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Developing Android Apps with Scala and Scaloid: Part 1

Working with Styles

The Android SDK allows you to specify styles and themes in XML resources separate from the XML that defines the UI layout. Scaloid takes a different approach — providing the necessary helpers to allow you to define styles with Scala code.

You can change the values of the properties for both the widget and its related LayoutParams object by calling different methods. Scaloid mimics the XML attributes and also provides new methods that reduce the code required to specify values for common properties. For example, the following line sets the text color, the background color, and the text size for the EditText widget. In addition, the code calls the margin method for the related LayoutParams object with a single 25 dip parameter to specify the same value for the margin in the four directions: top, right, bottom, and left.

SEditText().inputType(TEXT_PASSWORD).textColor(Color.BLUE).backgroundColor(Color.WHITE).textSize(30 sp).<<.margin(25 dip).>>

This one line made changes to an individual widget. Scaloid allows you to use a SViewGroup.style(View => View) method to apply styles by taking advantage of Scala's pattern matching and type safety. The style specification must return the view component that has to be shown on the screen; therefore, you can even return a completely new widget. The following lines show a new version of a simple Scaloid UI that uses the style method to set the values of different properties according to the matching widget type and return the actual component that has to be shown on the screen. This way, the style information is in a different block, separated from the UI definition.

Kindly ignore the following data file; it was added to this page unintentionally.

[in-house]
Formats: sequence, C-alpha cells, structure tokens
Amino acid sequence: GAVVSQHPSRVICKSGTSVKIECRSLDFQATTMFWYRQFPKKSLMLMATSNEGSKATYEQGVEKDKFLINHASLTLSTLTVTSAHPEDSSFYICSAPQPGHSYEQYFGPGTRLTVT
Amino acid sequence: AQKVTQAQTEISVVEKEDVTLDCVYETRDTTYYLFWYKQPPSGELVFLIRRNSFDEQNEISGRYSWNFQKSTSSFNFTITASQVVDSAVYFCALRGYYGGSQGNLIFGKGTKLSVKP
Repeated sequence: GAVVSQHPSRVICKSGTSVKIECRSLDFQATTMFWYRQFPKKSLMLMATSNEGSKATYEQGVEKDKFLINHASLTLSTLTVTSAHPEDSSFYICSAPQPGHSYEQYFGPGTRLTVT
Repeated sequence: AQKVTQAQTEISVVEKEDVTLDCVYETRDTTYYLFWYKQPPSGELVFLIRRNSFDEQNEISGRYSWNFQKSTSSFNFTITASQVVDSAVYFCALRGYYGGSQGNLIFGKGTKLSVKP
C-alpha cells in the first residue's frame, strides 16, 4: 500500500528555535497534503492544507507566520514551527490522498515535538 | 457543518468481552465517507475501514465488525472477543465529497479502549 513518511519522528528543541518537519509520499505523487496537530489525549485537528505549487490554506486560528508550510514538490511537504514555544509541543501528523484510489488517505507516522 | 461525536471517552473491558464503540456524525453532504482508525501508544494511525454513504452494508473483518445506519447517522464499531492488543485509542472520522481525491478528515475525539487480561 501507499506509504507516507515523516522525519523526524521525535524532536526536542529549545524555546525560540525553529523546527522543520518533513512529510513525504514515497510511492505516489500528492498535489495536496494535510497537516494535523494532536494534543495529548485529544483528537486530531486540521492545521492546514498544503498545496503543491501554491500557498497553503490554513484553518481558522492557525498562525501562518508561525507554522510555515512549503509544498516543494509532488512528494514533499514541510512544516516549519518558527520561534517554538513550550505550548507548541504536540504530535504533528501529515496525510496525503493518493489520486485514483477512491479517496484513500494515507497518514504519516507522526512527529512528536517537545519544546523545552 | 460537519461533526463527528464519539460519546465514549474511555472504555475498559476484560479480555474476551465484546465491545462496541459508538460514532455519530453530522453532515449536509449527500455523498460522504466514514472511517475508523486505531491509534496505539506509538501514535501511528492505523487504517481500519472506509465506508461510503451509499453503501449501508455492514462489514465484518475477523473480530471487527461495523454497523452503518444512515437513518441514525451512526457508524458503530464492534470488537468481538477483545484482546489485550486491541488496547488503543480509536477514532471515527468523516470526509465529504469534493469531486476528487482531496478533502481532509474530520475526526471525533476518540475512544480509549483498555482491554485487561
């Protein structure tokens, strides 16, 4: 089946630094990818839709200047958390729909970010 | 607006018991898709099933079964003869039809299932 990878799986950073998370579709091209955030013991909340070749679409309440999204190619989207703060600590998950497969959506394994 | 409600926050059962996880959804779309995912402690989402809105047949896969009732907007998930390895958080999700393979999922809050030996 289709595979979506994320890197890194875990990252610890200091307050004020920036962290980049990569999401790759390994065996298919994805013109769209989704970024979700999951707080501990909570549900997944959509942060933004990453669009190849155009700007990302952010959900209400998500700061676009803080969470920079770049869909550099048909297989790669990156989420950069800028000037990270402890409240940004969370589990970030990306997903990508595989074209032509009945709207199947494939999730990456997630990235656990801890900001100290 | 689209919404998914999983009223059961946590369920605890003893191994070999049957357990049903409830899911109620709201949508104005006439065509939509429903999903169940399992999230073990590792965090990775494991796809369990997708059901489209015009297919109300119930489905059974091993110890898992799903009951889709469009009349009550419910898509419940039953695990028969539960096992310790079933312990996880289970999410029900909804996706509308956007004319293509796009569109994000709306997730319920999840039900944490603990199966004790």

import android.graphics.Color
import org.scaloid.common._

class HelloScaloidActivity extends SActivity {

  override def onCreate(savedInstanceState: Bundle) {
    contentView = new SFrameLayout {
      this += new SVerticalLayout {
          style {
	      case b: SButton => b.textColor(Color.RED).textSize(40 sp).<<.margin(30 dip).>>
	      case e: SEditText => e.textColor(Color.BLUE).backgroundColor(Color.WHITE).textSize(30 sp).<<.margin(25 dip).>>
	      case t: STextView => t.textColor(Color.YELLOW).textSize(30 sp).<<.wrap.>> 

        STextView("Enter your password")
        STextView("Repeat your password")
        SButton("Sign in")

Figure 3: An Android device emulator displaying the UI generated with the Scaloid code and the styles applied to each widget.

You can easily override any property value by calling the necessary methods for each widget. For example, the following line would make the text size of the TextView larger than the default value specified by the style pattern matching:

STextView("Enter your password").textSize(45 sp)

As seen in the code, you can easily work with the dip and sp units by adding them after the value. Scaloid defines an internal UnitConversion class and a ConversionImplicits trait that makes it easy to convert from either dip or sp to pixel units. For example, the following line converts 45 sp to pixel units:

val textSizeInpixels:Int = (45 sp)